Three sets of color tone stimuli were created for three hues, red, green and blue, by varying just two parameters, saturation and value. Two methods were employed to study how native speakers of Japanese use adjectives to describe differences in their perceptions of color tones. A preliminary elicitation employed the methods of selection description, in which Japanese adjectives meaning pale, bright, vivid, strong, dull and dark constituted a high proportion of responses for 56 Japanese native speakers. These adjectives were employed in a triadic comparison method for the same stimuli, and the adjectives were used in a consistent manner for all three hues. Of particular interest were two pairs of adjective contrasts, first, vivid vs. dull, described variation along the axis connecting the tone at both highest saturation and highest value with the tone at both lower saturation and lower value. The second adjective contrast, bright vs. strong, was practically orthogonal to the first. To further document the consensual use of these pairs of adjectives in describing variation of color tone, two additional experiments were executed to determine the boundary color tones at which adjective labels switch from bright to strong and from vivid to dull.
The subjective perception of colors has been extensively studied, with a focus on single colors or on combinations of a few colors. Not much has been done, however, to understand the subjective perception of colors in other contexts, where color is not a single feature. This is what the Kansei community in Japan has set itself to, by exploring subjective experiences of perceptions, and colors in particular, given its obvious influence on humans' emotional changes. The motivation is to create computational models of user visual perceptions, so that computers can be endowed with the ability to personalize visual aspects of their computational task, according to their user. Such a capability is hypothesized to be very important in fields such as printing, information search, design support, advertisement, etc. In this paper, we present our experimental results in the study of color as a contextual feature of images, rather than in isolation. The experiments aim at understanding the mechanisms linked to the personal perception of colors in complex images, and to understand the formation of color categories when labeling experiences related to color perception.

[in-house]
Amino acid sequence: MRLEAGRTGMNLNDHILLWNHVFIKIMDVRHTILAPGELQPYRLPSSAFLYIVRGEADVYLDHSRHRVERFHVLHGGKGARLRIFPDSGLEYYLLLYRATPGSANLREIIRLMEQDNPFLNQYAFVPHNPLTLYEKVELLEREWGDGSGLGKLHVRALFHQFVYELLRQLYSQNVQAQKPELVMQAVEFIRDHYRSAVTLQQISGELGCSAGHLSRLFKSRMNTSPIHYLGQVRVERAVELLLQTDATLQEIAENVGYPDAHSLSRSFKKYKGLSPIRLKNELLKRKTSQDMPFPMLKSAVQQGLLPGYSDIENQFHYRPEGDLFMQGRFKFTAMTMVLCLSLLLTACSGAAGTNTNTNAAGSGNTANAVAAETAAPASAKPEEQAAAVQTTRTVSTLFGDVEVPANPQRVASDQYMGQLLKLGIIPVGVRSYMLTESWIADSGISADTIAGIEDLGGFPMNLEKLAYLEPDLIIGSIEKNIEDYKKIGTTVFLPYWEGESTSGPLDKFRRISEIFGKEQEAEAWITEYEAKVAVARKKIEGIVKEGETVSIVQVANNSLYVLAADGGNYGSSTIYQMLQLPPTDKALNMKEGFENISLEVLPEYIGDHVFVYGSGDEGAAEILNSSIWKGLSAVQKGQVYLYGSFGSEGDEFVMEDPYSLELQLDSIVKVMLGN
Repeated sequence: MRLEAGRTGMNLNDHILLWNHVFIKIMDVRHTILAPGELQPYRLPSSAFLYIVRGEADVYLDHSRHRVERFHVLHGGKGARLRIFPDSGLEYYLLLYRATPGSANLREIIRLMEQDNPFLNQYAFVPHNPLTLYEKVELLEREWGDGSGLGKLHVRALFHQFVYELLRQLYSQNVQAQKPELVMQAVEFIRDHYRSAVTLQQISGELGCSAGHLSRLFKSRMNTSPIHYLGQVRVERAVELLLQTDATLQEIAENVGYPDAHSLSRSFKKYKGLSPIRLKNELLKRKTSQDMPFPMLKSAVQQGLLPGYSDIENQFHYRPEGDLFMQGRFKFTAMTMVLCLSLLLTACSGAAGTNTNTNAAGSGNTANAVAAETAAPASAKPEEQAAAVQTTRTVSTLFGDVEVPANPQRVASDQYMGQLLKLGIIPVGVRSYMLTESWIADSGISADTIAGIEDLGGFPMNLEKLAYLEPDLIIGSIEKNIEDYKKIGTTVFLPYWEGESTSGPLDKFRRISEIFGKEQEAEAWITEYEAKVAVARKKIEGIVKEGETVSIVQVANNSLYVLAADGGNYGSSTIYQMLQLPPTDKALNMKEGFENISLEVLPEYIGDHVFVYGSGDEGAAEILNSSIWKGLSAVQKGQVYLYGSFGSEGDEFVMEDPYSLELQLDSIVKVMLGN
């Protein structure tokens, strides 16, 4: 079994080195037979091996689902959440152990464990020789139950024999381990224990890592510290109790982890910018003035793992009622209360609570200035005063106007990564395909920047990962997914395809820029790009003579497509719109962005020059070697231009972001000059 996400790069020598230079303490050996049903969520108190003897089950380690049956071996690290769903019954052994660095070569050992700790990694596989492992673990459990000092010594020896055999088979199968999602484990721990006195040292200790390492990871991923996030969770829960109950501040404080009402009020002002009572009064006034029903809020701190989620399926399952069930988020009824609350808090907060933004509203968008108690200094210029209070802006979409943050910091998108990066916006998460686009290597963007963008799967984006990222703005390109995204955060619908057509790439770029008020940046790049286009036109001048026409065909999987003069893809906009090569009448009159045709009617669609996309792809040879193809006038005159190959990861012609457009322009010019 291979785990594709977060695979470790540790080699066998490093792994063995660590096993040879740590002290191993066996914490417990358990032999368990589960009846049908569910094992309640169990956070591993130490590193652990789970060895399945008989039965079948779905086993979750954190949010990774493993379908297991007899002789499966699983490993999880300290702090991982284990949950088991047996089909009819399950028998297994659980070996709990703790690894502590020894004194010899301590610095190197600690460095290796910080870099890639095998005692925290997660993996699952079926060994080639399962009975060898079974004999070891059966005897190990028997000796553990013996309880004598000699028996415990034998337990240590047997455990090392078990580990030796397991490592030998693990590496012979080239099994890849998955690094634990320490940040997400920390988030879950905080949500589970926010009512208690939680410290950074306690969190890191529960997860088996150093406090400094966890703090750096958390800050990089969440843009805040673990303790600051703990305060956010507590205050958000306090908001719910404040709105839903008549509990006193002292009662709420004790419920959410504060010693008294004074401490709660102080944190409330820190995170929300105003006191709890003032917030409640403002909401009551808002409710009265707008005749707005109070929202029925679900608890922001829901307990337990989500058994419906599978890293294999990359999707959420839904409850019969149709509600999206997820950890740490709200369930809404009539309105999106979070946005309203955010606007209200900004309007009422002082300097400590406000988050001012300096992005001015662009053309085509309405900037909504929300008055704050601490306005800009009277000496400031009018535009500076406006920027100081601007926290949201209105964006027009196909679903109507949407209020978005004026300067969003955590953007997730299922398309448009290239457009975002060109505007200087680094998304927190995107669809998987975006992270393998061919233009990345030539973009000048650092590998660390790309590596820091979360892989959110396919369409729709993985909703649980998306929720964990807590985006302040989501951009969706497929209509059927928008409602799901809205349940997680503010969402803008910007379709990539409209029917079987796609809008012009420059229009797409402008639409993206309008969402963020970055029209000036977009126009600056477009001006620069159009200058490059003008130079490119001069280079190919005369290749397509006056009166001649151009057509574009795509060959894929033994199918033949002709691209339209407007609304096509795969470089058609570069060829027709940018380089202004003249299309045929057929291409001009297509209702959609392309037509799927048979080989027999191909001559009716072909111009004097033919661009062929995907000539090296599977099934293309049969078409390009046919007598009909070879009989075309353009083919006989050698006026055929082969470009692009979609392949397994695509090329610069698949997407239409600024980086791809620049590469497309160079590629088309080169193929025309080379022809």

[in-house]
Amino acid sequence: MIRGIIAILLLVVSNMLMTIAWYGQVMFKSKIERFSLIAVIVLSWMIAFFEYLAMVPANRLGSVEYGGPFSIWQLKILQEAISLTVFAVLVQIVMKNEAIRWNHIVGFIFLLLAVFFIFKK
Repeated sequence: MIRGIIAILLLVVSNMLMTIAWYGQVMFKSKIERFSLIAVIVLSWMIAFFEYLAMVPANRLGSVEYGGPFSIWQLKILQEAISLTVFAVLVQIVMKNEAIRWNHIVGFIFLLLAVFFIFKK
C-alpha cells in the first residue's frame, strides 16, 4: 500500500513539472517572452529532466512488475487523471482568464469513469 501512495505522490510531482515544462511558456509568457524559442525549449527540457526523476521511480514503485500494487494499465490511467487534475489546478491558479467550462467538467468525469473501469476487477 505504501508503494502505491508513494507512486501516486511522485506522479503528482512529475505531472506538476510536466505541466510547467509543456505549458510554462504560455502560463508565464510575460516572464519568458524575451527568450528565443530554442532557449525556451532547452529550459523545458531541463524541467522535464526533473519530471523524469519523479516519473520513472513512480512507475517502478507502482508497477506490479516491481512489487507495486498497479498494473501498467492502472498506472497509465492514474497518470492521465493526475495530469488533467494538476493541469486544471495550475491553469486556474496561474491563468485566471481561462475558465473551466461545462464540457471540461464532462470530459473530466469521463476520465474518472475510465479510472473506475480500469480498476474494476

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Internet Imaging V
19 January 2004 | San Jose, California, United States